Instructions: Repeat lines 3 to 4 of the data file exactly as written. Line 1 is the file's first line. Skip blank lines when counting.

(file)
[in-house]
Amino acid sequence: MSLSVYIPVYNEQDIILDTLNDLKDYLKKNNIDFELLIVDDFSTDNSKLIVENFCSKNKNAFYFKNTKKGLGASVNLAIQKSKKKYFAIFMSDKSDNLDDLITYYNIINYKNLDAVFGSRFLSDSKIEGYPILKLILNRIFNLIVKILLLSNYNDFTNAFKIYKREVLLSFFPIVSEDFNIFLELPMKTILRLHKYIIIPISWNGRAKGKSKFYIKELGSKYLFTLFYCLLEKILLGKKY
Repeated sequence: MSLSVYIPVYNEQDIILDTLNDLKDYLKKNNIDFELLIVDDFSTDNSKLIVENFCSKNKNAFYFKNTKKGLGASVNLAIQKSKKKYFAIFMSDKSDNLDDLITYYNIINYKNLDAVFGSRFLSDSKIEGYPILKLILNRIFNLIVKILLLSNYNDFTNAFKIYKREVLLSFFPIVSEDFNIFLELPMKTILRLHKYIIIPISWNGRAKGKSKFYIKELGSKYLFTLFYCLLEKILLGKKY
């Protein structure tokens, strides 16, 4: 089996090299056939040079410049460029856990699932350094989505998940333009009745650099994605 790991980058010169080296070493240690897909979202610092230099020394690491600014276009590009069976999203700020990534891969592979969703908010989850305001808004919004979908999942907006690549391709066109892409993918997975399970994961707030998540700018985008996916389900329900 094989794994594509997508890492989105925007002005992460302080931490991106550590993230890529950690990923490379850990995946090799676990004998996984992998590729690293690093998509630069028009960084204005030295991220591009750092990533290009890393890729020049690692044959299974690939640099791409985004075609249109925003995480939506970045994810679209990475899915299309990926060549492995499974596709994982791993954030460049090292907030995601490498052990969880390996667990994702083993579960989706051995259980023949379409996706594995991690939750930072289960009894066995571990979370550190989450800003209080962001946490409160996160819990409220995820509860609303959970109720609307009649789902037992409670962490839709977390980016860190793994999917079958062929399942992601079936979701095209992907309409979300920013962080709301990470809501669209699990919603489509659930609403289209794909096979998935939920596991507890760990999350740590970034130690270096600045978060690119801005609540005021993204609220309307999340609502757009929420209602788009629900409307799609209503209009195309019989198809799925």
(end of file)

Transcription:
Repeated sequence: MSLSVYIPVYNEQDIILDTLNDLKDYLKKNNIDFELLIVDDFSTDNSKLIVENFCSKNKNAFYFKNTKKGLGASVNLAIQKSKKKYFAIFMSDKSDNLDDLITYYNIINYKNLDAVFGSRFLSDSKIEGYPILKLILNRIFNLIVKILLLSNYNDFTNAFKIYKREVLLSFFPIVSEDFNIFLELPMKTILRLHKYIIIPISWNGRAKGKSKFYIKELGSKYLFTLFYCLLEKILLGKKY
């Protein structure tokens, strides 16, 4: 089996090299056939040079410049460029856990699932350094989505998940333009009745650099994605 790991980058010169080296070493240690897909979202610092230099020394690491600014276009590009069976999203700020990534891969592979969703908010989850305001808004919004979908999942907006690549391709066109892409993918997975399970994961707030998540700018985008996916389900329900 094989794994594509997508890492989105925007002005992460302080931490991106550590993230890529950690990923490379850990995946090799676990004998996984992998590729690293690093998509630069028009960084204005030295991220591009750092990533290009890393890729020049690692044959299974690939640099791409985004075609249109925003995480939506970045994810679209990475899915299309990926060549492995499974596709994982791993954030460049090292907030995601490498052990969880390996667990994702083993579960989706051995259980023949379409996706594995991690939750930072289960009894066995571990979370550190989450800003209080962001946490409160996160819990409220995820509860609303959970109720609307009649789902037992409670962490839709977390980016860190793994999917079958062929399942992601079936979701095209992907309409979300920013962080709301990470809501669209699990919603489509659930609403289209794909096979998935939920596991507890760990999350740590970034130690270096600045978060690119801005609540005021993204609220309307999340609502757009929420209602788009629900409307799609209503209009195309019989198809799925």